This course takes as its starting point the fact that all languages change. It explores explanations and motivations for change across different linguistic domains, as well as the ways in which our understanding of language change enables us to reconstruct past linguistic states and make certain cultural inferences. The course introduces students, on a global scale, to cross-linguistic tendencies of language change, the linguistic and socio-cultural factors that underpin language change, and models of language classification. Both traditional and innovative theories and methodologies are shaped by the study of two large language families: Indo-European, encompassing languages from Ireland in western Europe to India and Bangladesh in South Asia; and Austronesian, which spans Asia and the Pacific, from Taiwan to Easter Island. Students will learn about the role of these two language families in past and on-going developments in the field of historical linguistics, and in our understanding of general principles of language change and linguistic reconstruction.
Upon successful completion, students will have the knowledge and skills to:
- Demonstrate an understanding of how and why languages change;
- Apply methods of describing linguistic changes and reconstruct earlier stages of languages;
- Evaluate and apply models for determining genetic relationships between languages
- Undertake guided research in some area of language change.
- Tutorial Preparation & Participation (10) [LO 1,2,3]
- Online Quizzes (5) [LO 1,2,3]
- Two Assignments (20) [LO 1,2,3]
- Essay (35) [LO 4]
- Final Exam (30) [LO 1,2,3,4]
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WorkloadContact hours for this course are two one-hour lectures and one one-hour tutorial per week. It is expected that students will spend an additional 7 hours per week of independent study working on assigned readings, tutorial preparation, and preparation for course assessment items. The total workload for the course is 130 hours including independent study.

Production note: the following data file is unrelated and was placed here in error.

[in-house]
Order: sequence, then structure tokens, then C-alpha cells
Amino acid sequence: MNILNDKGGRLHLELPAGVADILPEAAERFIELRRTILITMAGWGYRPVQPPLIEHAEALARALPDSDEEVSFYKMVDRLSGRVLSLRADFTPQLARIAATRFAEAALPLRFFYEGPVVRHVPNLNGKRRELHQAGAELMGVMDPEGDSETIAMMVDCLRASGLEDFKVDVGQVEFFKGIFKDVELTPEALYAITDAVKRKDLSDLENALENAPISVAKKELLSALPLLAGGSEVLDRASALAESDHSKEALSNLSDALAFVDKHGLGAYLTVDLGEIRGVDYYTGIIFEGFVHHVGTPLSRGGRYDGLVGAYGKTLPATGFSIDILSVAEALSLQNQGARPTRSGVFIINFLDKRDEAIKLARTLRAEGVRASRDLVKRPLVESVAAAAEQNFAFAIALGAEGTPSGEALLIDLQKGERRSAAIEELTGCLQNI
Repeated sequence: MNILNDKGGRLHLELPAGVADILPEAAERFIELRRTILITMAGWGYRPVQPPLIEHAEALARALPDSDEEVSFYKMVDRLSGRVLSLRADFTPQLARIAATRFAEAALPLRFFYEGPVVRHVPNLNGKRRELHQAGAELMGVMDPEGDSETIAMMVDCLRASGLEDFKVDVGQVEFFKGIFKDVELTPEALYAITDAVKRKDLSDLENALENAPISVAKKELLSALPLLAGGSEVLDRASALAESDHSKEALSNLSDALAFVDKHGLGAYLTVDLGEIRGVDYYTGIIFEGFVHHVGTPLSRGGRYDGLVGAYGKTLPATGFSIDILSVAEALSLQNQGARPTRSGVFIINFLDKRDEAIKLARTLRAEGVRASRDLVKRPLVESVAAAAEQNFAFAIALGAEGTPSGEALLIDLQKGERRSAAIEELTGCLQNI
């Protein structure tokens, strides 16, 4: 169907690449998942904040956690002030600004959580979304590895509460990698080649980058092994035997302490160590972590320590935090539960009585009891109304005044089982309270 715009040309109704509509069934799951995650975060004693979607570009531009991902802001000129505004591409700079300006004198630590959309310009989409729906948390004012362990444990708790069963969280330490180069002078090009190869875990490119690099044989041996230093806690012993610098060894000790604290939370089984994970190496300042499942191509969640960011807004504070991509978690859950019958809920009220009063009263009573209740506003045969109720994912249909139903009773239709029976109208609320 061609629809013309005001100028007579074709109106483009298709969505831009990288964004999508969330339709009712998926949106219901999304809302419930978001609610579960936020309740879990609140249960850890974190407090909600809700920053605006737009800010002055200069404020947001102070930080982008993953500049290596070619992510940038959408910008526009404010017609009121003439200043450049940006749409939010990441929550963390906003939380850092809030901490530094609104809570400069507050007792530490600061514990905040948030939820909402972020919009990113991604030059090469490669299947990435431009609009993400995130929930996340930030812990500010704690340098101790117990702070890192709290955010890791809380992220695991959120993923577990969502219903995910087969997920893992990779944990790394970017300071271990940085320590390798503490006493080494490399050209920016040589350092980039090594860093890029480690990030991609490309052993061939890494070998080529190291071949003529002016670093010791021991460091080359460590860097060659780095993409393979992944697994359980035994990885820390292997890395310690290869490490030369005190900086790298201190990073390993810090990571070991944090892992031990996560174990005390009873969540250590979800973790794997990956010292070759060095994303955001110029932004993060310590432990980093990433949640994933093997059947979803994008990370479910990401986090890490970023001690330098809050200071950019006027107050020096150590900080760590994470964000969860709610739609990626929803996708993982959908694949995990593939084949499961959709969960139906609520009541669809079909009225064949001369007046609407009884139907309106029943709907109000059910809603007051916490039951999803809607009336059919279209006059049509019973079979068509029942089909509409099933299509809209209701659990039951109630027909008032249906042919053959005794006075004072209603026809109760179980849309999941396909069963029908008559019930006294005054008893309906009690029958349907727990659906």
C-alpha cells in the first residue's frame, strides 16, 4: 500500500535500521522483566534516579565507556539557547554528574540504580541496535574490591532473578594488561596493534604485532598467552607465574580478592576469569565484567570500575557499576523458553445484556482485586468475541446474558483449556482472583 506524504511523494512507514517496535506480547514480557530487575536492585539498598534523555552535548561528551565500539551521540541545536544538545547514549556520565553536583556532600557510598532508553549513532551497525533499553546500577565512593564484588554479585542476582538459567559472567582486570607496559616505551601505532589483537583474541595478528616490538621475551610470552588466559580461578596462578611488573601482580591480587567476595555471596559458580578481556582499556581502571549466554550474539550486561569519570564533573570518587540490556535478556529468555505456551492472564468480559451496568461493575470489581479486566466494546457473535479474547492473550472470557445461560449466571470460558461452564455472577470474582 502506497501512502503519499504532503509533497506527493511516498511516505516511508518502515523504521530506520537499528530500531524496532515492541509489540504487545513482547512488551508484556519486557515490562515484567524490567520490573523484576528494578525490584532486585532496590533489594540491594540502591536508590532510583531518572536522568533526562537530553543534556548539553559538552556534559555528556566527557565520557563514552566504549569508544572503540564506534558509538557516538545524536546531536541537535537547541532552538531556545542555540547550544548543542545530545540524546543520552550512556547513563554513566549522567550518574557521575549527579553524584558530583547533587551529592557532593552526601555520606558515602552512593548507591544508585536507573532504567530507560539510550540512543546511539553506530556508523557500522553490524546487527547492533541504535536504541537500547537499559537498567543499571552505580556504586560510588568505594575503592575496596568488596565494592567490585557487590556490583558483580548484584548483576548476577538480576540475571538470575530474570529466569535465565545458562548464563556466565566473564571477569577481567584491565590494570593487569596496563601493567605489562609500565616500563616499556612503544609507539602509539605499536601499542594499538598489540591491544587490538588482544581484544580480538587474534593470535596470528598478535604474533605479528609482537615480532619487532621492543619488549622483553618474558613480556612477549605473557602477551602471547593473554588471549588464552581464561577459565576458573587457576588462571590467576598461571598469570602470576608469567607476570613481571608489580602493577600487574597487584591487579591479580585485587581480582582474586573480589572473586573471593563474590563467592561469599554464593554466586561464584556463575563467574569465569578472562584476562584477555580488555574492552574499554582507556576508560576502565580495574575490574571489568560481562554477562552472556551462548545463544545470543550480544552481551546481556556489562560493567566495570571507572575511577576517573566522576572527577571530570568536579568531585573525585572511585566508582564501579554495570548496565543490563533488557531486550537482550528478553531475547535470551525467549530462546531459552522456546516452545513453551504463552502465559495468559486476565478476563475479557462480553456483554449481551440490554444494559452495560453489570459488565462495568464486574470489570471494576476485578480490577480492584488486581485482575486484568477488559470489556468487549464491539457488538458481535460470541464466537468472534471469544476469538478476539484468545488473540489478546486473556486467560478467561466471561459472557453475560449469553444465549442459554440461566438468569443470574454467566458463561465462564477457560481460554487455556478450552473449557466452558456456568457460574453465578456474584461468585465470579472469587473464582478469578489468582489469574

Requisite and Incompatibility
Prescribed TextsCrowley, Terry and Claire Bowern. 2010. An introduction to historical linguistics. Oxford: Oxford University Press.
Preliminary ReadingMost of the readings for this course are from the course textbook (Crowley and Bowern 2010), but this text is supplemented by a number of other readings, which include:
- Dunn, Michael. 2014. Language phylogenies. In Claire Bowern and Bethwyn Evans (eds) The Routledge handbook of historical linguistics. London: Routledge, 190-211.
- Greenhill, Simon J. and Russell D. Gray. 2009. Austronesian language phylogenies: myths and misconceptions about Bayesian computational methods. In Alexander Adelaar and Andrew Pawley (eds) Austronesian historical linguistics and culture history: a festschrift for Robert Blust. Canberra: Pacific Linguistics, 375-397.
- Harrison, S. P. 2003. On the limits of the Comparative Method. In Brian D. Joseph and Richard D. Janda (eds) The handbook of historical linguistics. Oxford: Blackwell Publishing, 213-243.
- Kingston, John. 2011. Tonogenesis. In Marc van Oostendrop, Colin J. Ewen and Elizabeth V. Hume (eds) The Blackwell companion to phonology. Vol IV: Phonological interfaces. Malden, Mass.: Wiley-Blackwell, 2304-2333.
- Michael, Lev. 2014. Social dimensions of language change. In Claire Bowern and Bethwyn Evans (eds) The Routledge handbook of historical linguistics. London: Routledge, 484-502
.- Weiss, Michael. 2014. The Comparative Method. In Claire Bowern and Bethwyn Evans (eds) The Routledge handbook of historical linguistics. London: Routledge, 127-145.
Assumed KnowledgeBasic knowledge of linguistics
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